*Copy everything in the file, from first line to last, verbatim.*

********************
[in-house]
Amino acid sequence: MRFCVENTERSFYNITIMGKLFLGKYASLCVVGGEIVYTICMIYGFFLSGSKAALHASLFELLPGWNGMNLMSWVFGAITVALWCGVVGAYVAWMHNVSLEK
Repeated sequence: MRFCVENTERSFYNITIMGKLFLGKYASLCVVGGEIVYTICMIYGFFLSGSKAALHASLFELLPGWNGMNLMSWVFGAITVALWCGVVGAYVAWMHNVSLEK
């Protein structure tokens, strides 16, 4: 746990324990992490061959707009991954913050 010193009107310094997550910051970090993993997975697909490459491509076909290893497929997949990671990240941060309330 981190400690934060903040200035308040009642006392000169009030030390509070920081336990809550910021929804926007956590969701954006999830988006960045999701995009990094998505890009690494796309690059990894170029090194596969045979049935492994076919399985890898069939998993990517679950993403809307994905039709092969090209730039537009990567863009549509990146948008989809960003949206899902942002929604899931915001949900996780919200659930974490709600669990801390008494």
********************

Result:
[in-house]
Amino acid sequence: MRFCVENTERSFYNITIMGKLFLGKYASLCVVGGEIVYTICMIYGFFLSGSKAALHASLFELLPGWNGMNLMSWVFGAITVALWCGVVGAYVAWMHNVSLEK
Repeated sequence: MRFCVENTERSFYNITIMGKLFLGKYASLCVVGGEIVYTICMIYGFFLSGSKAALHASLFELLPGWNGMNLMSWVFGAITVALWCGVVGAYVAWMHNVSLEK
């Protein structure tokens, strides 16, 4: 746990324990992490061959707009991954913050 010193009107310094997550910051970090993993997975697909490459491509076909290893497929997949990671990240941060309330 981190400690934060903040200035308040009642006392000169009030030390509070920081336990809550910021929804926007956590969701954006999830988006960045999701995009990094998505890009690494796309690059990894170029090194596969045979049935492994076919399985890898069939998993990517679950993403809307994905039709092969090209730039537009990567863009549509990146948008989809960003949206899902942002929604899931915001949900996780919200659930974490709600669990801390008494």